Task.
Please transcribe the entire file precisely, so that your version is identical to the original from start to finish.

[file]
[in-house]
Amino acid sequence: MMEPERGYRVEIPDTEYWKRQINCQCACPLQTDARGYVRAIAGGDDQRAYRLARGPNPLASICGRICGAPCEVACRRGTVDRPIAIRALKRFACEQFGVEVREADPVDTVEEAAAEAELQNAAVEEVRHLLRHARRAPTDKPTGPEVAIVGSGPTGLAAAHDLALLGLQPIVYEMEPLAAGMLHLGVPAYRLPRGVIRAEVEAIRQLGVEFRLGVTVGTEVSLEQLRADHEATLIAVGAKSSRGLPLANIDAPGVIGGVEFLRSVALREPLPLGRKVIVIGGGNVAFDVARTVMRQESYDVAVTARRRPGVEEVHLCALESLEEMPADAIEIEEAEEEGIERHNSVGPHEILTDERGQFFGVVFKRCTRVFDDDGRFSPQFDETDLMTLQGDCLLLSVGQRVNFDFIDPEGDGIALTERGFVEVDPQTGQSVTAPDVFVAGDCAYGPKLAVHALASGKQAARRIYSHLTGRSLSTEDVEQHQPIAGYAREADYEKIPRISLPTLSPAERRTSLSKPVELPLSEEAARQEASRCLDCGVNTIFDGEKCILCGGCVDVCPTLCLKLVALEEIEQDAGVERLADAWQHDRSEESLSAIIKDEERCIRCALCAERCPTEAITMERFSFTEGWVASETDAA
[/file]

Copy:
[in-house]
Amino acid sequence: MMEPERGYRVEIPDTEYWKRQINCQCACPLQTDARGYVRAIAGGDDQRAYRLARGPNPLASICGRICGAPCEVACRRGTVDRPIAIRALKRFACEQFGVEVREADPVDTVEEAAAEAELQNAAVEEVRHLLRHARRAPTDKPTGPEVAIVGSGPTGLAAAHDLALLGLQPIVYEMEPLAAGMLHLGVPAYRLPRGVIRAEVEAIRQLGVEFRLGVTVGTEVSLEQLRADHEATLIAVGAKSSRGLPLANIDAPGVIGGVEFLRSVALREPLPLGRKVIVIGGGNVAFDVARTVMRQESYDVAVTARRRPGVEEVHLCALESLEEMPADAIEIEEAEEEGIERHNSVGPHEILTDERGQFFGVVFKRCTRVFDDDGRFSPQFDETDLMTLQGDCLLLSVGQRVNFDFIDPEGDGIALTERGFVEVDPQTGQSVTAPDVFVAGDCAYGPKLAVHALASGKQAARRIYSHLTGRSLSTEDVEQHQPIAGYAREADYEKIPRISLPTLSPAERRTSLSKPVELPLSEEAARQEASRCLDCGVNTIFDGEKCILCGGCVDVCPTLCLKLVALEEIEQDAGVERLADAWQHDRSEESLSAIIKDEERCIRCALCAERCPTEAITMERFSFTEGWVASETDAA